While the U.S. (14 percent), India (13 percent), and Australia (12 percent) are at the bottom end of the scale, due to hefty coverage of their home country instead of foreign nations.

In five of the nine countries included in the study, public service channels broadcast more foreign news than their commercial counterparts.  The frontrunner was Norway, where 36 percent of news coverage from their leading public service broadcast deals with news from abroad, while the leading private channel contains only 27 percent of foreign news coverage.

By contrast, commercial TV channels in Italy, South Korea, and Japan broadcast more foreign news than their public service channels (Italy, 29 vs. 18 percent; South Korea, 27 vs. 16 percent; Japan, 23 vs. 14 percent).

Drawing on the results of previous studies which indicate that public service TV programs devote a larger share of their coverage to foreign news than private outlets, the researchers were “rather surprised” about the heterogeneous results of their international study.

Therefore it is important that researchers emphasize the sub-division of foreign coverage into soft and hard news. Hard news should be characterized as coverage pertaining to politics, economics, and society, while soft news deals with human-interest topics, such as celebrities, sports, and other entertainment.

As expected, the study also revealed that the public service channels analyzed devote a larger share of coverage to hard news (56 percent of foreign news coverage) than the private channels (41 percent).

However, there are exceptions. For example in Norway and Italy, public and private TV channels both broadcast approximately the same amount of hard foreign news (Norway, 65 percent vs. 65 percent; Italy, 49 percent vs. 48 percent), while the amount of soft foreign news is also nearly the same for both channels in both countries (Norway, 11 vs. 12 percent; Italy, 24 vs. 21 percent).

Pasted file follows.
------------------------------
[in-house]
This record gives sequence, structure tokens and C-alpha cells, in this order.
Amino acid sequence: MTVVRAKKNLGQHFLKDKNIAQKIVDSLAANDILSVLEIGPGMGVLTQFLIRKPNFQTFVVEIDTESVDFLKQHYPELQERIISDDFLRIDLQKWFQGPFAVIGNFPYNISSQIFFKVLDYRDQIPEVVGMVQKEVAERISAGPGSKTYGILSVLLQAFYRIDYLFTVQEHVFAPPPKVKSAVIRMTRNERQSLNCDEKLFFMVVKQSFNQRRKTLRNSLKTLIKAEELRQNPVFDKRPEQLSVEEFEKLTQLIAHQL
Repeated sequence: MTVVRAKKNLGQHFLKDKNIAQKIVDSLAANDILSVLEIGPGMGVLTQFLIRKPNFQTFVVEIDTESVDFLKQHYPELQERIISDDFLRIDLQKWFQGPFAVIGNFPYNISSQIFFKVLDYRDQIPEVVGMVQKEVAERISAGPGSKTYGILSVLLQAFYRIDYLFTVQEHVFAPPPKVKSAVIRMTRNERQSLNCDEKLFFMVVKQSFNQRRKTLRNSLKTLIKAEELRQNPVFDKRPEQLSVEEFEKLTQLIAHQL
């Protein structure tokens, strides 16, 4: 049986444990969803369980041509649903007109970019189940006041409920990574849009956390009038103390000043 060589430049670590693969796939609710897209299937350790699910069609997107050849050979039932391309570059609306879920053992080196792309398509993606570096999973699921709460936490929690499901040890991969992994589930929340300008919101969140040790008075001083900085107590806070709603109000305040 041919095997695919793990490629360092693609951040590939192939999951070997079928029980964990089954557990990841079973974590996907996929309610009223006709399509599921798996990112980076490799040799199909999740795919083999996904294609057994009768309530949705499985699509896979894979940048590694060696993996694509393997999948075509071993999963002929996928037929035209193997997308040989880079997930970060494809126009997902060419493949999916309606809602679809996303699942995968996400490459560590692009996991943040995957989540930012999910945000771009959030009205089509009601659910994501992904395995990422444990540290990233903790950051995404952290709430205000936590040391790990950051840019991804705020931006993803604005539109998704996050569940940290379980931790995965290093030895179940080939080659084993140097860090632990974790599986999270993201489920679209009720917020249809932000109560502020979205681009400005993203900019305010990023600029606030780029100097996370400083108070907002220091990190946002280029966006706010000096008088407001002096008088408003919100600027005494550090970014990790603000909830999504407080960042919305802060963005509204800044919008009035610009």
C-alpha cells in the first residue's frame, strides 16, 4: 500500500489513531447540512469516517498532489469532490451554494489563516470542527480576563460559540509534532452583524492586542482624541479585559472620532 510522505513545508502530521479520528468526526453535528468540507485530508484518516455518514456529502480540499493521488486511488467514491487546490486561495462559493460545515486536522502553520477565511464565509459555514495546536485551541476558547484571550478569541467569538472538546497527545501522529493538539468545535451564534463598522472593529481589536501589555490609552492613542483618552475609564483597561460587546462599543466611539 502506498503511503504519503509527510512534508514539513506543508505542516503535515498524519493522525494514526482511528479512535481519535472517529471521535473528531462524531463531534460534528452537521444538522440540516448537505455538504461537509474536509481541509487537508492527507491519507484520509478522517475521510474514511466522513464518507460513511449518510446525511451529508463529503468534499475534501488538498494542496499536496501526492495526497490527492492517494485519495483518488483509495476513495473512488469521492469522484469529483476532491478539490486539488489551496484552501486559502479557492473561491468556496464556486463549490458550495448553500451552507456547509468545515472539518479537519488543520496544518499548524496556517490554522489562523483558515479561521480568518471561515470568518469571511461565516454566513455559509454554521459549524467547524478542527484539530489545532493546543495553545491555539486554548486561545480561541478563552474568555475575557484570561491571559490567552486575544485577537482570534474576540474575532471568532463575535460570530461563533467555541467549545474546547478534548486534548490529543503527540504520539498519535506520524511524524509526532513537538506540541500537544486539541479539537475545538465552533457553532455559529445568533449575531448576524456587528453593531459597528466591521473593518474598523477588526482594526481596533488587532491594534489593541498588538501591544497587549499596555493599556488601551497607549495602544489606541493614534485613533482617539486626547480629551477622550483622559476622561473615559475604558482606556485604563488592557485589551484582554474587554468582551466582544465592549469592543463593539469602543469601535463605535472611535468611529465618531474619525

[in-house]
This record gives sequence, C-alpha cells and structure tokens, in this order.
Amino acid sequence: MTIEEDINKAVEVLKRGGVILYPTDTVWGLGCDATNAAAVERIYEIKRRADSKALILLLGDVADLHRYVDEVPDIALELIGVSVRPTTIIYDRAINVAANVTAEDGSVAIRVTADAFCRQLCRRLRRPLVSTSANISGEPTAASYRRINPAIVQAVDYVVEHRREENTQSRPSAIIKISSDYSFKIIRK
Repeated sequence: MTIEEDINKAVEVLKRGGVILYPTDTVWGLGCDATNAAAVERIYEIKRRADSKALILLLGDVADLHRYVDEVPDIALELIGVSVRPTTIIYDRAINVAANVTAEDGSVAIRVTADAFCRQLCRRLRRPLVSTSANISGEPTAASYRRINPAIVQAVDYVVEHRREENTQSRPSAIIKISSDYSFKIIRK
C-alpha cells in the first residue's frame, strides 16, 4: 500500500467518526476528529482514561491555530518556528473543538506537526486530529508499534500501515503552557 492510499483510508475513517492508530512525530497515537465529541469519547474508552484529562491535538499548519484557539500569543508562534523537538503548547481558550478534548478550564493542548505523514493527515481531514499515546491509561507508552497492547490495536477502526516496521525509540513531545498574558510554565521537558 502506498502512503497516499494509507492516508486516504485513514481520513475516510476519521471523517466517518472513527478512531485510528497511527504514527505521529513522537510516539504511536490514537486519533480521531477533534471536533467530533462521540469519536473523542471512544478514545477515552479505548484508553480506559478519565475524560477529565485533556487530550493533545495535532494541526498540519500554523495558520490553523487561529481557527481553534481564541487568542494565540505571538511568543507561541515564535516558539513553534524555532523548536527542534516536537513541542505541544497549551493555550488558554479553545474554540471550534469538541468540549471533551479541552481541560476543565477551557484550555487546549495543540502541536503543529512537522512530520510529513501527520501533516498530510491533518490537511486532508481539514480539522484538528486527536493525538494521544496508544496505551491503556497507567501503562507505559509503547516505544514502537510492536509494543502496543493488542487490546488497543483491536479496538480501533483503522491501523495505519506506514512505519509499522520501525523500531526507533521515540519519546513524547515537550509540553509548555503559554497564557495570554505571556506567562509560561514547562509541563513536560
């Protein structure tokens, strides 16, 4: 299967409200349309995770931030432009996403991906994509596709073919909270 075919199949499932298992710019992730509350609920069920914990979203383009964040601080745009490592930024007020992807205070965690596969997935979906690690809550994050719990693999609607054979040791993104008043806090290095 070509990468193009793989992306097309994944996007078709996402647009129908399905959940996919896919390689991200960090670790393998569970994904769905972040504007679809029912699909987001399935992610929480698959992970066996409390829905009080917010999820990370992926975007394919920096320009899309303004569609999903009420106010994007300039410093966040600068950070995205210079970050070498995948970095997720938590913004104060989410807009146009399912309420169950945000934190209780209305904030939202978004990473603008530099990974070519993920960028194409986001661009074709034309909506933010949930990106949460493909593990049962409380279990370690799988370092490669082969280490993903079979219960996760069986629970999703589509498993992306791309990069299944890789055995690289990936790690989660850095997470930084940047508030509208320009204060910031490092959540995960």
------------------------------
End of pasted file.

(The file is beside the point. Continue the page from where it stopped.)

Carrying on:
Nevertheless the results of the study reveal that commercial TV markets generally provide their audiences with less foreign news coverage of topics concerning politics, economics, and society.

TV viewers in Greece, the U.S., and Australia are provided with the smallest amount of international coverage by their respective TV programs, despite the fact that they are more interested in foreign news than the viewers in the other nine countries analyzed, according to the study’s survey.

In Greece, 59 percent of respondents said they were interested in foreign affairs, while 52 percent of U.S. respondents and 49 percent of Australia respondents said the same.

It is often assumed that the low frequency of international news content is a result of market mechanisms, i.e. international news is expensive to produce and the audience is not particularly interested.

However, the results of the international study show that in some countries there is a significant discrepancy between the supply and demand for international news. According to the study’s authors, the relatively high interest in foreign affairs from respondents in the U.S. and Australia indicates that journalists do not always give their audiences what they want.

The study also shows that coverage of international news influences the population’s level of knowledge concerning foreign affairs. Meaning the better TV channels are at informing their audiences about politics, economics and society abroad – the more their audience will know about these topics.

This article was translated by the author from the original German Zuschauer wollen mehr übers Ausland wissen

Photo credit: Thorsten Freyer  /